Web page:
JH: The hard problem has to do with why consciousness arises at all. In a materialist worldview, the idea is that certain arrangements of matter give rise to consciousness, and so the hard problem asks why is one object conscious, but not another? One of the ways to understand the ‘Computational Theory of Mind’ (CTM) is as a hypothesis that if the matter computes a particular computation, then it will be a mind. Note that panpsychists instead bite the bullet, arguing that no explanation can be given for the question because everything is conscious to some degree or other. In some ways, the CTM, through this hard problem ‘lens’, can be related to the thesis of Reality+ because there, Chalmers argues that the virtual is as real as anything we usually call real. He argues this through an examination of what is usually meant by ‘real’ and aims to show that the experiences of ‘virtual reality’ meet those definitions. One of the ways we might mean that something is real is if it is physical. Chalmers does some work (in Reality+) to show that the virtual is still physical insofar as physical substrates are involved in the implementation of the software responsible for virtual experiences. Perhaps a parallel can be drawn between the way ‘virtual’ realities are purported to be real, and then the way consciousness (or more loosely, minds) is purported to be the product of computation.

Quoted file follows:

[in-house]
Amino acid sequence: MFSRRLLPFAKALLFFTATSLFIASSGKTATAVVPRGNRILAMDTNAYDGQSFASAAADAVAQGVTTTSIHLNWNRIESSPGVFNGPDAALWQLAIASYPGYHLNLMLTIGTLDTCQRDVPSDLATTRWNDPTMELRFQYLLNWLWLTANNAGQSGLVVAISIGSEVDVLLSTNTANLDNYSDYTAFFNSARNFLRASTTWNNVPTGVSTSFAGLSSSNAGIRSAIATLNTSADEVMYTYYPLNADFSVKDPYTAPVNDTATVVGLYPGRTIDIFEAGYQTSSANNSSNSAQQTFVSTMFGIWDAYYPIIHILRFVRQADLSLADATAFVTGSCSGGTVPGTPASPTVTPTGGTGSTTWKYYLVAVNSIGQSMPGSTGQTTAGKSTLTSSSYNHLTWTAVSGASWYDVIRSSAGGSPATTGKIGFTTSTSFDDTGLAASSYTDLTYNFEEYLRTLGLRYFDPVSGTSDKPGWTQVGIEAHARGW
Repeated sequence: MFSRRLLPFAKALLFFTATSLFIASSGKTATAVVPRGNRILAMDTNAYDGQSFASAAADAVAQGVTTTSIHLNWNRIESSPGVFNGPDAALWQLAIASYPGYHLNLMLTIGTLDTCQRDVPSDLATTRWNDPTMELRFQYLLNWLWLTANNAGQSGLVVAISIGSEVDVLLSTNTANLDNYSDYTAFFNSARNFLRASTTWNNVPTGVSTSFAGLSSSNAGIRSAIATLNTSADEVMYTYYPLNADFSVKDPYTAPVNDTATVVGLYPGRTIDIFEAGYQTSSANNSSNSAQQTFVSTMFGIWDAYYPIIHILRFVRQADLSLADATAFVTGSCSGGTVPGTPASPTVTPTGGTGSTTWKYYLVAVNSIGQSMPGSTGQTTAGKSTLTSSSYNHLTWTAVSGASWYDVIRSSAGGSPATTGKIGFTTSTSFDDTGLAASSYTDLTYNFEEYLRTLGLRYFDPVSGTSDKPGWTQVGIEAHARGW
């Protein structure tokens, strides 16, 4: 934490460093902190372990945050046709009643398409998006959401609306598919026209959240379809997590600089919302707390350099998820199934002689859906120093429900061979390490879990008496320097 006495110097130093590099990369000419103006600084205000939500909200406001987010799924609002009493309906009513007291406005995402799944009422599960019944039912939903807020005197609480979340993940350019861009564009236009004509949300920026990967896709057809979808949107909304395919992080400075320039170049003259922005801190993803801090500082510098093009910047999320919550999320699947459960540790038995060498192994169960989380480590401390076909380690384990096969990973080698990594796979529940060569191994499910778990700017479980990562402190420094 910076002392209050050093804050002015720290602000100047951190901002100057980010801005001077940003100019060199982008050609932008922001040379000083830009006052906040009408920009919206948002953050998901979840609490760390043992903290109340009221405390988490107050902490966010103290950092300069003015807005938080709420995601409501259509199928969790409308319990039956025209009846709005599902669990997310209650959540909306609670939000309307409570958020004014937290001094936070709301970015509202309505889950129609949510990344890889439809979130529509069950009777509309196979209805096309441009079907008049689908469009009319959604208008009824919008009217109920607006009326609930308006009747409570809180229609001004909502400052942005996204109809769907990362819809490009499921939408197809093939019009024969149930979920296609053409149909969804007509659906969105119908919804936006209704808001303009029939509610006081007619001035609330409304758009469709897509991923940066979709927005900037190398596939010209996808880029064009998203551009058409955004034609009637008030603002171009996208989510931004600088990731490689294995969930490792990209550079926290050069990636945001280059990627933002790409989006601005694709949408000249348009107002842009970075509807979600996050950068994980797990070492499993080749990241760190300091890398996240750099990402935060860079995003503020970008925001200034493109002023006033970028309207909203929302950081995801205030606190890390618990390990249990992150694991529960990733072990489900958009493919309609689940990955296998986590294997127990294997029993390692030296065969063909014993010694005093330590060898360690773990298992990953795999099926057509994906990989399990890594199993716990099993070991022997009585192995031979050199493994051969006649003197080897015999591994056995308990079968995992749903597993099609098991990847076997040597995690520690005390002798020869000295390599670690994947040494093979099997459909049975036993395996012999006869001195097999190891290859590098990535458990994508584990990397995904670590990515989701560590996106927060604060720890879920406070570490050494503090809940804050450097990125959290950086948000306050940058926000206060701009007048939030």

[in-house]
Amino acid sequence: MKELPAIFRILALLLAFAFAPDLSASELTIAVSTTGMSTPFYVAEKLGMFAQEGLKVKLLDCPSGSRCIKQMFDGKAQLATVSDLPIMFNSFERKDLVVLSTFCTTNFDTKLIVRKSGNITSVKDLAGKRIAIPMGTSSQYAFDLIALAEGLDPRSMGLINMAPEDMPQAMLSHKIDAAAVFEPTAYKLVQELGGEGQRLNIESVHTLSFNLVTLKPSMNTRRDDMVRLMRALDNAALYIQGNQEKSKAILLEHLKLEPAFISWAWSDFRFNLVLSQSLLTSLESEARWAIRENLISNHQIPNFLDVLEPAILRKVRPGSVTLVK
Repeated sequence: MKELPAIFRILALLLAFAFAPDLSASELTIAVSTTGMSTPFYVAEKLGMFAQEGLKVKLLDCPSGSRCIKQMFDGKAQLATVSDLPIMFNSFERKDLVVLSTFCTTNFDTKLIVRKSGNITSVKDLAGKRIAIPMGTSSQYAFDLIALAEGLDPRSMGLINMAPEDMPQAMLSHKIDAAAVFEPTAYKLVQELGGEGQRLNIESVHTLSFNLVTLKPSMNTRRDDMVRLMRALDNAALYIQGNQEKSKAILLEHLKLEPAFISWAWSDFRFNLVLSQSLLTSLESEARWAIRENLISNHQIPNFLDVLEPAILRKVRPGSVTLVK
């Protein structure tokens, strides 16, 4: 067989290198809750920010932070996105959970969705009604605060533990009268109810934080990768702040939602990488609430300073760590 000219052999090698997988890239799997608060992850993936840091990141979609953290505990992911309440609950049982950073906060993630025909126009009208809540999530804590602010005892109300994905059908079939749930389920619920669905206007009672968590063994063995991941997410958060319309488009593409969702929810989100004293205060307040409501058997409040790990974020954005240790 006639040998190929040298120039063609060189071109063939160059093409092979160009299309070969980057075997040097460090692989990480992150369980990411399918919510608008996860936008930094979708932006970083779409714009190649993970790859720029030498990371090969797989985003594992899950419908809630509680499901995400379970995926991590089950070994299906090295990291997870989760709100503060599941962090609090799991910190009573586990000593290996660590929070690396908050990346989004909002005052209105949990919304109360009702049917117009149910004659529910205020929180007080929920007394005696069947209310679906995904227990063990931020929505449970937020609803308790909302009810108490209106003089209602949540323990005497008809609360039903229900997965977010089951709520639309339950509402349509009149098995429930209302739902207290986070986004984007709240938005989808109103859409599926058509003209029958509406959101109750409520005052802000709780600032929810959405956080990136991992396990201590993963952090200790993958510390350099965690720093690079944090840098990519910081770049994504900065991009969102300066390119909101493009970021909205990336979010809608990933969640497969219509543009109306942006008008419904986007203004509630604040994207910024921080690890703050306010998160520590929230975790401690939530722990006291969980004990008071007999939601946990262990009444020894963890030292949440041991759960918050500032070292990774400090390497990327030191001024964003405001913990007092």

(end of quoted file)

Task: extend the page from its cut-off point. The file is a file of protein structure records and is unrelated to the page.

B: In his book Reality+, Chalmers reflects about the possibility of our reality being a virtual world and lists criteria to define what is real. What are these criteria?

JH: Chalmers gives five ‘versions’ of what is meant by real: reality as existence, reality as causal power, reality as mind-independence, reality as non-illusoriness, and reality as genuineness. He uses these not to say whether the ‘normal’, non-virtual reality we live in might be a simulation (though he considers that earlier on in the book), but to show how known-to-be-virtual experiences could meet the criteria of realness. Summarising this argument would amount to a book synopsis, so I will just comment on the so-called ‘simulation hypothesis’ (the idea that we do live in/our current reality is a virtual world). If a virtual world can meet these criteria of realness, then there are two additional possibilities with interesting consequences: